Saturday, March 18, 2006

Balkan echoes

Dimitri K. Simes, "Jihad, Uninteded," The National Interest, Winter 2005/2006

One would have thought that the World Trade Center bombing in 1993, the simultaneous attacks on U.S. embassies in Africa in 1998 and the strike on the USS Cole in 2000, among other incidents, would have alerted policymakers that a new major challenge to American interests and American lives was in the making. However, instead of combating this threat, the United States focused on "wars of choice" and haphazard attempts to "nation-build" in the Balkans.

The architects of this tragic diversion are unrepentant and even proud of what they have done. As Richard Holbrooke, the person largely responsible for shaping a flawed U.S. policy in the Balkans, wrote in the Washington Post in July 2005, "Was Bosnia worth it? As we approach the 10th anniversary of Dayton, there should no longer be any debate."

Holbrooke's claim that there should be no debate about Bosnia demonstrates his chutzpah, but it does not pass even minimal analytic scrutiny. If the United States had wanted to stop the war, it could have supported the Vance-Owen plan-rejected by the Clinton Administration at the time as allegedly too favorable to the Serbs. And given the administration's inaction on genocide in Rwanda, it is not surprising that major powers like China and Russia found it difficult to accept that humanitarian considerations alone motivated the United States to act, first in Bosnia, then in Kosovo, especially when American protŽgŽs engaged in ethnic cleansing operations of
their own.

The "unintended consequences" of the Kosovo war in 1999 were to poison U.S. relations with Russia and China alike, leading eventually to the Clinton Administration's contemptuous rejection of Russian proposals for joint action against the Taliban and Al-Qaeda-proposals that resurfaced after 9/11 and eventually contributed to removing the Taliban from power.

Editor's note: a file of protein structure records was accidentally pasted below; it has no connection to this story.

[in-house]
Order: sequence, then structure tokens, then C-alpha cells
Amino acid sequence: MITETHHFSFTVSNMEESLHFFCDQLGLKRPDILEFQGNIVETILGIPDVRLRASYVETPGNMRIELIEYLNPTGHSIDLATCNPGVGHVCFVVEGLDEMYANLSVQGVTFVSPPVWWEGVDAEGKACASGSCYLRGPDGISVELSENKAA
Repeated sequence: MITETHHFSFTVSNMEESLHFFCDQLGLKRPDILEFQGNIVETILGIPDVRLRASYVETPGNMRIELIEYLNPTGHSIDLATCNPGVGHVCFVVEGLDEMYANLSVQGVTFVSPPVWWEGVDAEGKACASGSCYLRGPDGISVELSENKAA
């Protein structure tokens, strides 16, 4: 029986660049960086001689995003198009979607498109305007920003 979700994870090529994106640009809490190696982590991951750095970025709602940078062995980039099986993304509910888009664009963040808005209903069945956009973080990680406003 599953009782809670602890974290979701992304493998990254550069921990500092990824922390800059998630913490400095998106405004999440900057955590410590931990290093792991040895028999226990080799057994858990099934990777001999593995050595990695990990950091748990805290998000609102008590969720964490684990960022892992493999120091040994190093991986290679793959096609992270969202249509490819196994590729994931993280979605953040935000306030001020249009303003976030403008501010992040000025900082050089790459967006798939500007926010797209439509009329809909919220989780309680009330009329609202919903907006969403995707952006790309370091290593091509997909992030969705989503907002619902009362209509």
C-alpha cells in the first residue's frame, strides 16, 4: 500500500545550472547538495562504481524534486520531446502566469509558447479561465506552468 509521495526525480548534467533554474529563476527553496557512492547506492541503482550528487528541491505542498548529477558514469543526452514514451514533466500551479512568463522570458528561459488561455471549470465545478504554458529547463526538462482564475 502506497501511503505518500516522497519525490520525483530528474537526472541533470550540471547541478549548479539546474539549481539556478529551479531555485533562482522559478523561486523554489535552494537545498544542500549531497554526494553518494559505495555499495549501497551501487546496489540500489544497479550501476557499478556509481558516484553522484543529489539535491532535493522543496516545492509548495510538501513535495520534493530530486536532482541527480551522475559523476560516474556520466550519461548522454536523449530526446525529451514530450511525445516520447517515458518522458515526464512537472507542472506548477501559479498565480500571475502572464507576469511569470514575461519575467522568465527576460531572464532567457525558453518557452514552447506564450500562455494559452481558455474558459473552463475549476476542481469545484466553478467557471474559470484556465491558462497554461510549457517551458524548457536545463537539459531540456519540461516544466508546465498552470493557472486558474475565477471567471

Mr. Holbrooke wants the United States to support independence for Kosovo, whether the democratic Serbian government accepts it or not. But what if ignoring Serbian objections discredits the moderate and pro-Western politicians now leading the country and results in a rabidly nationalist government there, reopening the Balkan can of worms? What if Russia takes the predictable position that what is good for Kosovo should be good for other unrecognized but de facto independent states such as Nagorno-Karabakh or the transdniester Republic? What of separatist regions like South Ossetia and Abkhazia, which share borders with Russia and where local populations overwhelmingly do not want to be a part of Georgia? In the latter case, the United States would face a series of unpleasant choices. Would the United States, in the name of principle, compel a pro-American Georgian regime to abandon its desire to restore the country's
territorial integrity? Or would Washington side with Tbilisi, especially if it decides to use force to recapture these regions? If the latter, the United States could find itself embroiled in a major dispute with Russia that could effectively end cooperation on other matters of vital importance to the United States. And how would the United States force a resolution granting independence to Kosovo through the UN Security Council over probable Chinese objections, without offering guarantees that Taiwan will never become a separate, independent state? Or argue that Kosovo deserves full independence without setting a dangerous precedent that the Kurds of Iraq and Turkey may seek to emulate? The potential for trouble seems serious and real

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